The person she looked up to and loved. The person she bragged about to her friends, the person she wanted to be just like when she grew up, the person that made her feel safe. But she’s never really going to get to grow up and smile and laugh and love because she’ll always be consumed with this feeling of missing you.

And now there’s something missing from your family and they can barely look at each other anymore because everything reminds them of you but you’re gone and hurts more than anything. And you think that your mom never cared because she was always busy and yelling at you to finish your homework and clean your room and forgot to say I love you sometimes but really, she loved you more than anything and she doesn’t leave the house anymore, she can’t even get out of bed and she’s getting thinner and thinner because it’s too hard to eat.

Your father had to quit his job and he doesn’t sleep anymore, every time he closes his eyes he sees his baby dead, and the image never goes away no matter how much alcohol he drinks.

And at school your best friend sees that your seat is empty and she gets this sick feeling in her stomach and that’s when she hears the announcement. You killed yourself.

And suddenly she’s screaming and crying in the middle of class and no one even bothers comforting because they’re all busy sitting there staring at your empty seat with tears dripping down their cheeks and all she wants is for you to hug her and tell her it’s gonna be okay like you always did, but this time, you’re not there to do it, everything is dark now that you’re gone and her grades are slipping, she barely goes to school anymore and she ended up in hospital after taking too many pills because she wanted to see you again.

The girls who used to make fun of the way you dressed feel their throats get tight, they don’t talk to each other anymore, they don’t talk to anyone, they’re all in therapy trying so hard not to blame themselves but nothing works.

Your teacher who always gave you a hard time stares blankly at the wall, she quits her job a few days later.

And then your boyfriend hears the news and he can’t breathe, he still calls you a lot just to hear your voice and he talks to you on Facebook but you never message him back, he can’t fall in love again because every girl he meets reminds him of you, he’s never going to get over you, he loved you and he cries himself to sleep every night, hating himself and slicing his skin because he couldn’t save you and he’s never going to hold you in his arms or hear you laugh again.

Now everyone who knew you, whether they were a big part of your life or someone you passed in the hallway a few times a week, they carry this aching feeling around inside them because you’re gone, and they miss you, and they don’t know why you left but it must’ve been their fault and they should’ve stopped you and they should’ve told you they loved you more and that feeling is never going to go away. And so you killed yourself but you killed everyone else around you too.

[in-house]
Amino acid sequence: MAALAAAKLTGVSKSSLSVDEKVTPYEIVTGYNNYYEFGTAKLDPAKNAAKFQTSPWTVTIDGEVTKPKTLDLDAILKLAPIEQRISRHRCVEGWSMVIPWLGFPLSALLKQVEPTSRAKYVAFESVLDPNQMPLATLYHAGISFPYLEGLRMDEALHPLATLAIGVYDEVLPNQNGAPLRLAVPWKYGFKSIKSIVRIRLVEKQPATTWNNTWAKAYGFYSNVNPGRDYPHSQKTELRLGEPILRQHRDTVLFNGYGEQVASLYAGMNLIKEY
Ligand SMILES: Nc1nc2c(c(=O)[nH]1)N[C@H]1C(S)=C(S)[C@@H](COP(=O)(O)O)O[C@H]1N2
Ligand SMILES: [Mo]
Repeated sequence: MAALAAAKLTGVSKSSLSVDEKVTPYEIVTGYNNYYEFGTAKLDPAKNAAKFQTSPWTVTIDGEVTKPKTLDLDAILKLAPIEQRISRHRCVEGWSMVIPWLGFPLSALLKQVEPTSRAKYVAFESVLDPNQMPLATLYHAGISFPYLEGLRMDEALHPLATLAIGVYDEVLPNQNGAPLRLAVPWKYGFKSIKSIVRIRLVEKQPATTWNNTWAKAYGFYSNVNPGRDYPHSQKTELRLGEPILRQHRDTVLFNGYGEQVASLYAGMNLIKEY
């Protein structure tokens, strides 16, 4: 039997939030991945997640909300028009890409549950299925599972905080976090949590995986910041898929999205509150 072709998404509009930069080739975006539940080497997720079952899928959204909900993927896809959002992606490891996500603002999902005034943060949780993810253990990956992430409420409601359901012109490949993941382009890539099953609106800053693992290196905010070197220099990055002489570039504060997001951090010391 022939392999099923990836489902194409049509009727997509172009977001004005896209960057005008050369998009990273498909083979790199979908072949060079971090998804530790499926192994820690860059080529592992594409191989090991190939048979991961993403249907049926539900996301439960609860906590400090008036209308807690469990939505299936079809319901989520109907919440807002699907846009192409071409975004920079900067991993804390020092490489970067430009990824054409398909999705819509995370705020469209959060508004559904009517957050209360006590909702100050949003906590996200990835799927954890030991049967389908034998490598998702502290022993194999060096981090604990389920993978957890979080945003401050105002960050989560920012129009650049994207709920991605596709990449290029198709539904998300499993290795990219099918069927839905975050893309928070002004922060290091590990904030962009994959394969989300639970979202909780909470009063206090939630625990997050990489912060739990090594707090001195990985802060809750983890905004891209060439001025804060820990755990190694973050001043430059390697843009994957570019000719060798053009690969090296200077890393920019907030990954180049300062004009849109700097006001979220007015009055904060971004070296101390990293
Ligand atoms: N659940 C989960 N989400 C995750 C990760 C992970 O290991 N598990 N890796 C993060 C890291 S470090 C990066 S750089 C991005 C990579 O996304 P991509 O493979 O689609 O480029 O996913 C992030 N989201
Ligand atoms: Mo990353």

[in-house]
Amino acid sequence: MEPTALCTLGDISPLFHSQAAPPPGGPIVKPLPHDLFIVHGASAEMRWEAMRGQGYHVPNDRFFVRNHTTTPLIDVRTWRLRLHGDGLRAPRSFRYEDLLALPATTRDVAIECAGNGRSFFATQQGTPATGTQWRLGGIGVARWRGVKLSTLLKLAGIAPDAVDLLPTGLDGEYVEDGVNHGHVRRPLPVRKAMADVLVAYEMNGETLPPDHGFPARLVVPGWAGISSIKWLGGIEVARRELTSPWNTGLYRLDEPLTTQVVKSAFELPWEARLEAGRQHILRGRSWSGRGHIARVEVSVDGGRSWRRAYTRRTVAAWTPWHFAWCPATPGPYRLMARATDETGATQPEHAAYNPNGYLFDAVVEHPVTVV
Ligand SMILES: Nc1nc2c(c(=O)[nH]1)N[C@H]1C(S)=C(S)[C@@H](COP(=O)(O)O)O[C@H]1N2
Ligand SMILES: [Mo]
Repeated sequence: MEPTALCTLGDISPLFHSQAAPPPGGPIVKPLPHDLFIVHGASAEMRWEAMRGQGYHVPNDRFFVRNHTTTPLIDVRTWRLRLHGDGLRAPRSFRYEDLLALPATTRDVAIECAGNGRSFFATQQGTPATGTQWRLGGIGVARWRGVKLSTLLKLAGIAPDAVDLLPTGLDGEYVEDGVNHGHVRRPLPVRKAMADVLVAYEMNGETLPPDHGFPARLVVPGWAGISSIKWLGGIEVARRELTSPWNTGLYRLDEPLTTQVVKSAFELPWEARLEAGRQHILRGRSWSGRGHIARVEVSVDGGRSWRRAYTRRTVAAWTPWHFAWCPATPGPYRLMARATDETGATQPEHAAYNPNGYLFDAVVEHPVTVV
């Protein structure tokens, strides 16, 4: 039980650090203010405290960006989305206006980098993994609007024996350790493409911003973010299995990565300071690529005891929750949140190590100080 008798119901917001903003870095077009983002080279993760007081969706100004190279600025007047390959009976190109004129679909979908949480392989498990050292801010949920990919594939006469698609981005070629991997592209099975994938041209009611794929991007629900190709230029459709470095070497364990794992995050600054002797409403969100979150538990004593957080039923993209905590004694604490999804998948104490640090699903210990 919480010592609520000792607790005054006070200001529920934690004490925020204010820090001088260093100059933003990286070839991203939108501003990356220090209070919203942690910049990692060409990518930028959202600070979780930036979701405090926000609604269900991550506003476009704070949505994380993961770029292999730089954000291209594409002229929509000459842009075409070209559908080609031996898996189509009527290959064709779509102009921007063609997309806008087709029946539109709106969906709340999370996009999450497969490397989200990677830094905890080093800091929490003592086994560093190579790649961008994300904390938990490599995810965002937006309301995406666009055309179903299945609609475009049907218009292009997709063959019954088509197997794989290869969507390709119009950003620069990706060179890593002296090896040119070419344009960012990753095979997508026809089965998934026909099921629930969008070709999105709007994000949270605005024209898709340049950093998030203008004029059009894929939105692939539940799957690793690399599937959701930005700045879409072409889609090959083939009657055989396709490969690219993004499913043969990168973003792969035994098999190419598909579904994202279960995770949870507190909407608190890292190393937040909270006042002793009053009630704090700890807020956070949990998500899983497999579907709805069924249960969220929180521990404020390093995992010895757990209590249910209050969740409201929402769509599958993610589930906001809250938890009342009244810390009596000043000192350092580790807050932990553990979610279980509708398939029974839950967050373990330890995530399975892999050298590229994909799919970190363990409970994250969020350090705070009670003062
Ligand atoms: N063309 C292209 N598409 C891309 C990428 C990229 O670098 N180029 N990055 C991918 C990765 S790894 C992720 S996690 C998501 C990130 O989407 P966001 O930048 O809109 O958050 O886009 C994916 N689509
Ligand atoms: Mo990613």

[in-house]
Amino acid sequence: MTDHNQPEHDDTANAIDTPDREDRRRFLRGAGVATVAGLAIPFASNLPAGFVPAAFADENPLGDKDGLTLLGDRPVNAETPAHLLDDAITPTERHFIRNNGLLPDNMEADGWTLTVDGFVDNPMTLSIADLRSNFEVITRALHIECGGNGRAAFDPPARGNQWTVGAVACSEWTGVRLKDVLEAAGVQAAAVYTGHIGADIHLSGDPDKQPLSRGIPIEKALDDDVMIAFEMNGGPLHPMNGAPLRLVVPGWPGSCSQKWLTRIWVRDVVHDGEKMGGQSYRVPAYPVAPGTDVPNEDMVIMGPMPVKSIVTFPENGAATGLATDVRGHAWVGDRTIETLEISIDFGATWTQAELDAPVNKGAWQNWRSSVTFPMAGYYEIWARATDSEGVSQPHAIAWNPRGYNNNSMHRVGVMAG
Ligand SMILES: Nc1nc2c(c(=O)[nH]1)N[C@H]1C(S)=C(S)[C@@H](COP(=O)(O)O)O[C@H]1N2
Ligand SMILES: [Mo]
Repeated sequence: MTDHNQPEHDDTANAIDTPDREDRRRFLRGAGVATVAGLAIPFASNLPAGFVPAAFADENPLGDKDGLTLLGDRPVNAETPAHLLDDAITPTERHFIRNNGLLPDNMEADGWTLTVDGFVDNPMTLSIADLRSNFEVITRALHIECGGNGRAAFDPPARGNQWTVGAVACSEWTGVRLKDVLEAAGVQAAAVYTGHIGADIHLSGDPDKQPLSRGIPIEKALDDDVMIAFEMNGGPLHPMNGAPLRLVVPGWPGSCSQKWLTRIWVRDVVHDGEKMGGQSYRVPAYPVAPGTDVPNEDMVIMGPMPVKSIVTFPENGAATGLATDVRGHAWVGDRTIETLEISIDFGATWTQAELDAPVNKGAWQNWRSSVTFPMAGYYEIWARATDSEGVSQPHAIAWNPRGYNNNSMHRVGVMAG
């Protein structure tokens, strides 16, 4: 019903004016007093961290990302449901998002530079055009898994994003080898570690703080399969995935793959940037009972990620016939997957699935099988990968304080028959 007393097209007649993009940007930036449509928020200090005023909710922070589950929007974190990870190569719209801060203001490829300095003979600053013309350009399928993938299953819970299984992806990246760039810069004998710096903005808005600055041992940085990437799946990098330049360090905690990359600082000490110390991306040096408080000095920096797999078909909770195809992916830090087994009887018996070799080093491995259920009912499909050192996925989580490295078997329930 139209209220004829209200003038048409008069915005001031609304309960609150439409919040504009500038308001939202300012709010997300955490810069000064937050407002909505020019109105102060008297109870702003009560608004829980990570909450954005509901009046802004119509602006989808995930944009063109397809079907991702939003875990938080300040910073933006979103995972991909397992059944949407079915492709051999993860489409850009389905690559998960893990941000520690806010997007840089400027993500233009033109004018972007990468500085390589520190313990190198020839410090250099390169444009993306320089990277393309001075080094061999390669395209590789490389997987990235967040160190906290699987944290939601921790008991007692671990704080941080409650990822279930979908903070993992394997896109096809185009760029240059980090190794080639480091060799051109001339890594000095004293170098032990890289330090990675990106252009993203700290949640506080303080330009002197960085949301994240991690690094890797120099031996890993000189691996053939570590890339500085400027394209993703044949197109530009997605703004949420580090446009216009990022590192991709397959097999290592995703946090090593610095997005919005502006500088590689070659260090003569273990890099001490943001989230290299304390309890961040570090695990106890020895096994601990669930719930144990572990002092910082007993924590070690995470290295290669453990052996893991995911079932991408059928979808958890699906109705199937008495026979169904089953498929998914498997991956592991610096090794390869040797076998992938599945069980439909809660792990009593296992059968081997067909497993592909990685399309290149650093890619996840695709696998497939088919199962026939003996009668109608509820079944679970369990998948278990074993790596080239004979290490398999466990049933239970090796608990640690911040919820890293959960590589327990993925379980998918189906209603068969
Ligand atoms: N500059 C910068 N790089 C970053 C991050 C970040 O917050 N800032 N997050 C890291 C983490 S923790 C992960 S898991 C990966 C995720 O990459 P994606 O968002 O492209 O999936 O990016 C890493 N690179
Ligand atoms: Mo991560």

Author Unknown.

Somebody who is suicidal sees no other way out.

There is no understanding that their life matters.

There is no awareness that anybody cares for them.

All they can see is a continuation of so much pain and hurt that no other option makes sense.

Their death is not about being selfish.

Suicide is the most selfless act a person can take.

A suicidal person truly feels that the world will be a better place without them.

That their death will not only bring them peace but more importantly will bring peace for others.

So pieces such as this actually do the opposite of what’s intended. A suicidal person will not read this as “Please don’t die, you matter”, they will hear this as “See, all these people are hurt by you, they’ll be better off without you”.

These articles pile on the guilt and shame that a suicidal person already feels.

Instead of taking responsibility for how we treat others and the impact that that might have on them, these articles place the burden on the one already suffering.

Consequently, the suicidal person is less likely to open up and talk; not more likely.

If you truly want to help prevent suicide: always treat everybody with kindness. Show people that you love them, don’t just say it. Don’t assume the worst of people; give them the benefit of the doubt.

Everybody is dealing with things that the rest of us have no idea about.

Be kind.



2 thoughts on “Stigma & Mental Health: Please stop trying to guilt people out of feeling suicidal…”

  1. Yes, it is a powerful piece. What you say about somatization, in particular, has helped me to understand what might have been happening with a relative of mine.Linda